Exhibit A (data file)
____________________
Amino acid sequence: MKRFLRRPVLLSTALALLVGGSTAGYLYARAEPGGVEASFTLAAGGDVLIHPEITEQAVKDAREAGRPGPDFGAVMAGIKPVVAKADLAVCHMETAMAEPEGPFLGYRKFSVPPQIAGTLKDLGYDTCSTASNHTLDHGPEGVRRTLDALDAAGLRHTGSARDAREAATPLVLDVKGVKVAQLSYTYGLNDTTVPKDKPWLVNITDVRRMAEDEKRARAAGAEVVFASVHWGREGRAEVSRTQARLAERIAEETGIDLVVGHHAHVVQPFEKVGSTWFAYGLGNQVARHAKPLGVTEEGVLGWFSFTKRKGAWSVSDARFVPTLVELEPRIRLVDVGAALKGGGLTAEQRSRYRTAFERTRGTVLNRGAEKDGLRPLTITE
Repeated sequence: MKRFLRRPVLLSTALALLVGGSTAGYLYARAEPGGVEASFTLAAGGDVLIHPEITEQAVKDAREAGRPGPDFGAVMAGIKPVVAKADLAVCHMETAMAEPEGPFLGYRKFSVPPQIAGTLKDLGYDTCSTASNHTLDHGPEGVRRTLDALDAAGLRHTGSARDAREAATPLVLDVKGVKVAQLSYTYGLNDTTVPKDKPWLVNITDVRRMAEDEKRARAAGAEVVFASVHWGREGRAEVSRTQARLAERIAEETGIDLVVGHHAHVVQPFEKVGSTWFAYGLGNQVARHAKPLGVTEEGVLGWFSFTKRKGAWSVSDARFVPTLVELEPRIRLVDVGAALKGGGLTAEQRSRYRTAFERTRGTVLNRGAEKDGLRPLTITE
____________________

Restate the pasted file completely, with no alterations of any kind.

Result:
Amino acid sequence: MKRFLRRPVLLSTALALLVGGSTAGYLYARAEPGGVEASFTLAAGGDVLIHPEITEQAVKDAREAGRPGPDFGAVMAGIKPVVAKADLAVCHMETAMAEPEGPFLGYRKFSVPPQIAGTLKDLGYDTCSTASNHTLDHGPEGVRRTLDALDAAGLRHTGSARDAREAATPLVLDVKGVKVAQLSYTYGLNDTTVPKDKPWLVNITDVRRMAEDEKRARAAGAEVVFASVHWGREGRAEVSRTQARLAERIAEETGIDLVVGHHAHVVQPFEKVGSTWFAYGLGNQVARHAKPLGVTEEGVLGWFSFTKRKGAWSVSDARFVPTLVELEPRIRLVDVGAALKGGGLTAEQRSRYRTAFERTRGTVLNRGAEKDGLRPLTITE
Repeated sequence: MKRFLRRPVLLSTALALLVGGSTAGYLYARAEPGGVEASFTLAAGGDVLIHPEITEQAVKDAREAGRPGPDFGAVMAGIKPVVAKADLAVCHMETAMAEPEGPFLGYRKFSVPPQIAGTLKDLGYDTCSTASNHTLDHGPEGVRRTLDALDAAGLRHTGSARDAREAATPLVLDVKGVKVAQLSYTYGLNDTTVPKDKPWLVNITDVRRMAEDEKRARAAGAEVVFASVHWGREGRAEVSRTQARLAERIAEETGIDLVVGHHAHVVQPFEKVGSTWFAYGLGNQVARHAKPLGVTEEGVLGWFSFTKRKGAWSVSDARFVPTLVELEPRIRLVDVGAALKGGGLTAEQRSRYRTAFERTRGTVLNRGAEKDGLRPLTITE